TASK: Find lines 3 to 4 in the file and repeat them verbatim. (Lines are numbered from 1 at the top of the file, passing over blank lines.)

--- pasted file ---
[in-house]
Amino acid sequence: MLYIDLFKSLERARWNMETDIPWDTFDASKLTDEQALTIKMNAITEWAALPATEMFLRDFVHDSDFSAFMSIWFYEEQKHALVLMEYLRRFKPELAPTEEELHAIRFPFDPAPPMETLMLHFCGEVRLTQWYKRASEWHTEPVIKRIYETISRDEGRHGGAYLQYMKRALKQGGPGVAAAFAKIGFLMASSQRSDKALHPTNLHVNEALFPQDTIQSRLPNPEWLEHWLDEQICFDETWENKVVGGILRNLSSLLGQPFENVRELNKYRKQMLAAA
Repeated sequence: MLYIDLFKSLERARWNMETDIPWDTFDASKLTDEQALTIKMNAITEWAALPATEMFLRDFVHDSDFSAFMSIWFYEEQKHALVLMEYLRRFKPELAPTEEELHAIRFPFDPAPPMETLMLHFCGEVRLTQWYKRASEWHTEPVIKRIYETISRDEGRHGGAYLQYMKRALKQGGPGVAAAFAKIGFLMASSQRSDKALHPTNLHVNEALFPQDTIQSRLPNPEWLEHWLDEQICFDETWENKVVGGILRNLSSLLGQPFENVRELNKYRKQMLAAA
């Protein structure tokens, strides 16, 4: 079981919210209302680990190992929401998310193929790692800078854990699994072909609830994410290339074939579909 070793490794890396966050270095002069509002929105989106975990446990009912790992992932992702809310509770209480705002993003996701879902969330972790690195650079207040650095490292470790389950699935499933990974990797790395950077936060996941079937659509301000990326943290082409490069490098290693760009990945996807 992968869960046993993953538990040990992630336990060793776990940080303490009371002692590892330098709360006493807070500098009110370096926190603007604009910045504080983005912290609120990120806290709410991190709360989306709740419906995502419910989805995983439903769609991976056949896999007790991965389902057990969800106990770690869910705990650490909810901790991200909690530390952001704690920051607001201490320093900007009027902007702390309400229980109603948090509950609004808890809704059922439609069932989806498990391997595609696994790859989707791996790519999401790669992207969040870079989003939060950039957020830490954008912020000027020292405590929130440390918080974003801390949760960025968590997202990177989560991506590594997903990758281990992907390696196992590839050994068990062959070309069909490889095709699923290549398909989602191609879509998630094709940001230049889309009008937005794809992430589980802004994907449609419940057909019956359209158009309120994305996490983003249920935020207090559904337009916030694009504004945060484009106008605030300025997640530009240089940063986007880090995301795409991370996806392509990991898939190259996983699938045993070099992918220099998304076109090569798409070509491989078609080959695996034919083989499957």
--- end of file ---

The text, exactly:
Repeated sequence: MLYIDLFKSLERARWNMETDIPWDTFDASKLTDEQALTIKMNAITEWAALPATEMFLRDFVHDSDFSAFMSIWFYEEQKHALVLMEYLRRFKPELAPTEEELHAIRFPFDPAPPMETLMLHFCGEVRLTQWYKRASEWHTEPVIKRIYETISRDEGRHGGAYLQYMKRALKQGGPGVAAAFAKIGFLMASSQRSDKALHPTNLHVNEALFPQDTIQSRLPNPEWLEHWLDEQICFDETWENKVVGGILRNLSSLLGQPFENVRELNKYRKQMLAAA
């Protein structure tokens, strides 16, 4: 079981919210209302680990190992929401998310193929790692800078854990699994072909609830994410290339074939579909 070793490794890396966050270095002069509002929105989106975990446990009912790992992932992702809310509770209480705002993003996701879902969330972790690195650079207040650095490292470790389950699935499933990974990797790395950077936060996941079937659509301000990326943290082409490069490098290693760009990945996807 992968869960046993993953538990040990992630336990060793776990940080303490009371002692590892330098709360006493807070500098009110370096926190603007604009910045504080983005912290609120990120806290709410991190709360989306709740419906995502419910989805995983439903769609991976056949896999007790991965389902057990969800106990770690869910705990650490909810901790991200909690530390952001704690920051607001201490320093900007009027902007702390309400229980109603948090509950609004808890809704059922439609069932989806498990391997595609696994790859989707791996790519999401790669992207969040870079989003939060950039957020830490954008912020000027020292405590929130440390918080974003801390949760960025968590997202990177989560991506590594997903990758281990992907390696196992590839050994068990062959070309069909490889095709699923290549398909989602191609879509998630094709940001230049889309009008937005794809992430589980802004994907449609419940057909019956359209158009309120994305996490983003249920935020207090559904337009916030694009504004945060484009106008605030300025997640530009240089940063986007880090995301795409991370996806392509990991898939190259996983699938045993070099992918220099998304076109090569798409070509491989078609080959695996034919083989499957």